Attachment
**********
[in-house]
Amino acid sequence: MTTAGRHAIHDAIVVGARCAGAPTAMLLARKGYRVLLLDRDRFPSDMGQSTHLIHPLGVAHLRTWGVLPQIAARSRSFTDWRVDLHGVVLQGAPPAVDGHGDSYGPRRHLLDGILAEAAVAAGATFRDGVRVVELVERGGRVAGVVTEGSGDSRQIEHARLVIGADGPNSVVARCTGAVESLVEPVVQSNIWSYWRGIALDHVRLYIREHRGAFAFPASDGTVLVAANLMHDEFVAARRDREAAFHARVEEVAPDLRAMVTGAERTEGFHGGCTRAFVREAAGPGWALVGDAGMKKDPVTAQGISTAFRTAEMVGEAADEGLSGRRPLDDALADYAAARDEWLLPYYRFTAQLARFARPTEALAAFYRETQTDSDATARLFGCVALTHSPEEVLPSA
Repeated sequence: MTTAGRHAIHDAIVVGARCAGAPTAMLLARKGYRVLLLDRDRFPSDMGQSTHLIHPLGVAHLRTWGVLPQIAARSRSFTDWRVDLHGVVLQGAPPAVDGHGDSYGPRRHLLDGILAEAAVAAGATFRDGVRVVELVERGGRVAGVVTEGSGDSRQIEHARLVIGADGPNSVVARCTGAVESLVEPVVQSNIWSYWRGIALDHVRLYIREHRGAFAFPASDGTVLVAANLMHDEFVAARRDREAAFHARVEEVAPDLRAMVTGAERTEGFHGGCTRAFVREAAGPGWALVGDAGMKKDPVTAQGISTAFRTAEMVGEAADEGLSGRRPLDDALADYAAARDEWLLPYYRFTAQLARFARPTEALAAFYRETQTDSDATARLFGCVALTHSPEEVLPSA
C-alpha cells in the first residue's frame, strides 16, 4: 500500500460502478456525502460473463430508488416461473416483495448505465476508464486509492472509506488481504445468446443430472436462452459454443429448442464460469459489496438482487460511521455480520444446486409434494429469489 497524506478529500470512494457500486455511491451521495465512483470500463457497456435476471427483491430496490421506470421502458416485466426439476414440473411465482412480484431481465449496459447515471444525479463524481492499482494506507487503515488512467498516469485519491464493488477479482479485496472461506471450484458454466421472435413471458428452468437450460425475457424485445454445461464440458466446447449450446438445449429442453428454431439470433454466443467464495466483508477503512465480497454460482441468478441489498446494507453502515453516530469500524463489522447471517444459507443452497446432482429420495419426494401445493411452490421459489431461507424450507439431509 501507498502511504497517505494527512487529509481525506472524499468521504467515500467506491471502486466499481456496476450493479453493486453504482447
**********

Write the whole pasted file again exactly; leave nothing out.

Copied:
[in-house]
Amino acid sequence: MTTAGRHAIHDAIVVGARCAGAPTAMLLARKGYRVLLLDRDRFPSDMGQSTHLIHPLGVAHLRTWGVLPQIAARSRSFTDWRVDLHGVVLQGAPPAVDGHGDSYGPRRHLLDGILAEAAVAAGATFRDGVRVVELVERGGRVAGVVTEGSGDSRQIEHARLVIGADGPNSVVARCTGAVESLVEPVVQSNIWSYWRGIALDHVRLYIREHRGAFAFPASDGTVLVAANLMHDEFVAARRDREAAFHARVEEVAPDLRAMVTGAERTEGFHGGCTRAFVREAAGPGWALVGDAGMKKDPVTAQGISTAFRTAEMVGEAADEGLSGRRPLDDALADYAAARDEWLLPYYRFTAQLARFARPTEALAAFYRETQTDSDATARLFGCVALTHSPEEVLPSA
Repeated sequence: MTTAGRHAIHDAIVVGARCAGAPTAMLLARKGYRVLLLDRDRFPSDMGQSTHLIHPLGVAHLRTWGVLPQIAARSRSFTDWRVDLHGVVLQGAPPAVDGHGDSYGPRRHLLDGILAEAAVAAGATFRDGVRVVELVERGGRVAGVVTEGSGDSRQIEHARLVIGADGPNSVVARCTGAVESLVEPVVQSNIWSYWRGIALDHVRLYIREHRGAFAFPASDGTVLVAANLMHDEFVAARRDREAAFHARVEEVAPDLRAMVTGAERTEGFHGGCTRAFVREAAGPGWALVGDAGMKKDPVTAQGISTAFRTAEMVGEAADEGLSGRRPLDDALADYAAARDEWLLPYYRFTAQLARFARPTEALAAFYRETQTDSDATARLFGCVALTHSPEEVLPSA
C-alpha cells in the first residue's frame, strides 16, 4: 500500500460502478456525502460473463430508488416461473416483495448505465476508464486509492472509506488481504445468446443430472436462452459454443429448442464460469459489496438482487460511521455480520444446486409434494429469489 497524506478529500470512494457500486455511491451521495465512483470500463457497456435476471427483491430496490421506470421502458416485466426439476414440473411465482412480484431481465449496459447515471444525479463524481492499482494506507487503515488512467498516469485519491464493488477479482479485496472461506471450484458454466421472435413471458428452468437450460425475457424485445454445461464440458466446447449450446438445449429442453428454431439470433454466443467464495466483508477503512465480497454460482441468478441489498446494507453502515453516530469500524463489522447471517444459507443452497446432482429420495419426494401445493411452490421459489431461507424450507439431509 501507498502511504497517505494527512487529509481525506472524499468521504467515500467506491471502486466499481456496476450493479453493486453504482447